Music festivals are fun, but despite the fact that they have the same odds of happening on Long Island as the proposed tunnel to Connecticut, some organizers keep trying—with predictable results.
Aside from annual national touring music festivals such as the one-day Warped Tour or fests based in amphitheaters such as the two-day Billboard Hot 100 Music Festival, both of which are at Northwell Health at Jones Beach Theatre, attempts to throw Woodstock-style, one-off, multi-day rock-a-thons as they were intended to be experienced—in wide open fields—have their plugs preemptively pulled more often than they come to fruition on LI.
Since this year’s high-profile luxury Fyre Festival failure proved it’s not just a problem on the Island, it’s a good time to take a trip down memory lane to revisit some of the region’s biggest attempted music festivals.
When: June 7-8, 2003
Where: Enterprise Park, Calverton
Out of all festivals on the list, this one is probably the most infamous. With huge headliners such as Radiohead, Beck and the Beastie Boys, it was poised to be the best music festival of the summer in the US. As with all festivals on this list, events did not go as planned despite promises of “two full days of music and camping!” Days before the festival began, the Town of Riverhead refused to grant a mass-gathering permit for fear that police would not be able to handle the crowds. Scrambling for a place to hold the festival, promoters made Field Day a one-day festival at Giants Stadium in New Jersey. To make matters worse, festival-goers had to buy new passes for the rescheduled version and were not honoring Calverton tickets. The Meadowlands version was plagued by rain all day and only had 16 artists on the lineup.
Bonnaroo Festival NE
When: Aug. 8-10, 2003
Where: Enterprise Park, Calverton
Riding off the success of the inaugural Bonnaroo Music and Arts Festival in Manchester, Tenn., promoters planned on bringing a version of the festival to the northeast. Seeing the permit fiasco of Field Day in June, they decided to cancel the festival a week later. With more than 25,000 tickets sold at the time of cancellation, Bonnaroo NE had a heavy lineup of classic rock, featuring acts such as Bob Dylan, Tom Petty and The Heartbreakers and Dave Matthews Band.
Escape to New York
When: Aug. 5-7, 2011
Where: Shinnecock Reservation, Southampton
Technically speaking, Escape to New York did actually happen, but the final day was unfortunately cancelled due to flash floods. Planned by the creators of famed UK festival Secret Garden Party, the festival was a small, specialty experience on tribal grounds that emulated the vibes of Burning Man that featured Patti Smith, Of Montreal and Best Coast. The capacity of 5,000 was met, according to the festivals publicist and featured amenities like on-ground glamping. The promoters told fans that the festival would return in 2012, but it never came to fruition.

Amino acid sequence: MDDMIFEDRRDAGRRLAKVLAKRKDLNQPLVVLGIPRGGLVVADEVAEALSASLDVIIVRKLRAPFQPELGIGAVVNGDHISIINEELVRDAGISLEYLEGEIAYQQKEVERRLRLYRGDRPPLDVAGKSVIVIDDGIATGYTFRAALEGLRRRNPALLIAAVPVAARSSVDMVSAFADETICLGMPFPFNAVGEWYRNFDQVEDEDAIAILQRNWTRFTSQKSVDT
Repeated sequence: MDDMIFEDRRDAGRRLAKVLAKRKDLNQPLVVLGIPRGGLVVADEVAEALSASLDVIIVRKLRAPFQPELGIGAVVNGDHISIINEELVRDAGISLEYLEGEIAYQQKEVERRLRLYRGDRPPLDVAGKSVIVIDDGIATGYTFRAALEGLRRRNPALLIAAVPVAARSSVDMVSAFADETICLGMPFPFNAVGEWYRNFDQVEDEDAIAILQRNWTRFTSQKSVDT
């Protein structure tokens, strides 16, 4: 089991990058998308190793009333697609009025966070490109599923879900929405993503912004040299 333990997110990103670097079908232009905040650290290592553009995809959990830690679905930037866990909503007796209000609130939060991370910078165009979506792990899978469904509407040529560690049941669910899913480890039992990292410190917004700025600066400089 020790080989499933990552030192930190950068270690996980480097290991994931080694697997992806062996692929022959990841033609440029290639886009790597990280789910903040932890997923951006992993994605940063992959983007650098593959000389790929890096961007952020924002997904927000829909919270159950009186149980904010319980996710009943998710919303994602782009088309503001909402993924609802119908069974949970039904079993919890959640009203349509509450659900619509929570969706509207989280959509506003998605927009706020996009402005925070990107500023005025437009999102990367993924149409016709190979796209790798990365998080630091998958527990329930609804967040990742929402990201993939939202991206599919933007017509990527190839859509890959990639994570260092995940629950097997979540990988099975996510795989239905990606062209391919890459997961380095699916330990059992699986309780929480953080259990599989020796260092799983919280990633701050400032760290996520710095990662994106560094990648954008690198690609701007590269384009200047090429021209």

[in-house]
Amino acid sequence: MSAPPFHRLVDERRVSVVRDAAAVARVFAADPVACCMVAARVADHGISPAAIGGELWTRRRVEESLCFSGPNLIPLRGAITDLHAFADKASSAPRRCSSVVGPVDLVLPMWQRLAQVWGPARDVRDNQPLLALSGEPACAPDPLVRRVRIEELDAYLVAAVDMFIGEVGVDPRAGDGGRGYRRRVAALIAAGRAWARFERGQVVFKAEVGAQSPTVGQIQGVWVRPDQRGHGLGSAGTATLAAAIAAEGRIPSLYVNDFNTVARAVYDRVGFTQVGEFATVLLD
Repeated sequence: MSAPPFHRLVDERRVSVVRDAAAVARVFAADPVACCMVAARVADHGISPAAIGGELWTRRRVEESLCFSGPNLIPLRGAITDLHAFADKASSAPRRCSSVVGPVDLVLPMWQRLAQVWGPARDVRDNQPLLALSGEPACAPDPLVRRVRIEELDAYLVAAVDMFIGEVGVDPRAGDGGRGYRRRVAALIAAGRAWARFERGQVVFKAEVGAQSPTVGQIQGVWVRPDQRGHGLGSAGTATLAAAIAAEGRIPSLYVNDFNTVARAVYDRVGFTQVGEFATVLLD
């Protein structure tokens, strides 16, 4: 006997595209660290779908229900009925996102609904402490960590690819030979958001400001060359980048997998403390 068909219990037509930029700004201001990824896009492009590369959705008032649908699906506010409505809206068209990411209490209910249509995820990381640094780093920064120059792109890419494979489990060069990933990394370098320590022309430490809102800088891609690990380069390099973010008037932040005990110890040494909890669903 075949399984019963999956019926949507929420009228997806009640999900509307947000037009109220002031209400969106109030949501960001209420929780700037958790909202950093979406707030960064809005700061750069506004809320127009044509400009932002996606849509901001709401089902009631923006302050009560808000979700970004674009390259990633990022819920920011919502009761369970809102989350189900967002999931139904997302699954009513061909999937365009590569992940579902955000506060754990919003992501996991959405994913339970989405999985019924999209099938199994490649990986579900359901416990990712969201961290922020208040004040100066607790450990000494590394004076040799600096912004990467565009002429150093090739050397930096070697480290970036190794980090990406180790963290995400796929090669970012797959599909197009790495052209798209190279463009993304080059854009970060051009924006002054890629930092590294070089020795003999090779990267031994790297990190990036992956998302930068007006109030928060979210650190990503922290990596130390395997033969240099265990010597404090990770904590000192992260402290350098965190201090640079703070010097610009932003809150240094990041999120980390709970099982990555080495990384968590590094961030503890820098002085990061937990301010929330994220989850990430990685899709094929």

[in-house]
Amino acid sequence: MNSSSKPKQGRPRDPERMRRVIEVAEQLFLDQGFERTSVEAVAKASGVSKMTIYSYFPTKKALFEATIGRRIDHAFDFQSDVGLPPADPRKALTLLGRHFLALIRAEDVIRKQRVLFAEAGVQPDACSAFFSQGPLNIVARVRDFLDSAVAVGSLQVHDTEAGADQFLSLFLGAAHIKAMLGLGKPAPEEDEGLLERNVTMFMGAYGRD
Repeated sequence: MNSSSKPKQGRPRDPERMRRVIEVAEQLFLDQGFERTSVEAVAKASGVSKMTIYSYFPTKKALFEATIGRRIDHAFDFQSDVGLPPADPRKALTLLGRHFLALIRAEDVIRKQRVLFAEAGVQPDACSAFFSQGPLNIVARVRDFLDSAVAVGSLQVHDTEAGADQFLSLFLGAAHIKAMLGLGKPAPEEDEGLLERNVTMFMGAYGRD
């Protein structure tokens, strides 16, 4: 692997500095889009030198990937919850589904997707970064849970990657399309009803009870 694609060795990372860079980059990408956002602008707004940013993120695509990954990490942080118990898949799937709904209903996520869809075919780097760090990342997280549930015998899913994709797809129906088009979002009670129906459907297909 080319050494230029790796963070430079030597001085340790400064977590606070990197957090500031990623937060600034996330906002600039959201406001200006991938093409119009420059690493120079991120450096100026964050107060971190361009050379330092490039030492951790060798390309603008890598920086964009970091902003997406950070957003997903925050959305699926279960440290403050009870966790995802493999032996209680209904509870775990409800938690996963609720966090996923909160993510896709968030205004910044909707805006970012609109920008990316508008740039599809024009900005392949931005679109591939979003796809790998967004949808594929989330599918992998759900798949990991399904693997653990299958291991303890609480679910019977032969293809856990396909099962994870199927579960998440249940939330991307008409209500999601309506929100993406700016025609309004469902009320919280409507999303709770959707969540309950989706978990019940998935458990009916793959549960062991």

Music to Know Festival
When: Aug. 13-14, 2011
Where: Easthampton Airport, Easthampton
The 9,500-person festival, designed to be a small, boutique-style fest, was planned to feature Vampire Weekend, Bright Eyes and Ellie Goudling as headliners. Taking place on Runway 4 of the East Hampton Airport, the festival would be a synthesis of music and fashion, hosting vendor tents from store such as Topshop, J. Crew and Madewell. Unfortunately, it was cancelled due to lack of ticket sales.
Quiksliver Pro New York
When: Sept. 1-10
Where: Long Beach
The surf contest happened, but the music didn’t. Quiksilver Pro New York was one of more prominent surf competitions that year, offering a $300,000 check to the winner, the highest prize purse to ever go to a surfer at the time (Owen Wright won that year.) A music, food and fashion aspect was slated to be incorporated to the contest. Amazing bands such as Interpol, The Flaming Lips, LI natives Taking Back Sunday, Neon Indian, Portugal. The Man and Wavves. The music portion was cancelled after it posed too much of a challenge to the City of Long Beach in the aftermath of Tropical Storm Irene, which hit days before the festival. The 2012 contest was cancelled in December 2011 by Quiksilver because of a lack of profit from the 2011 event.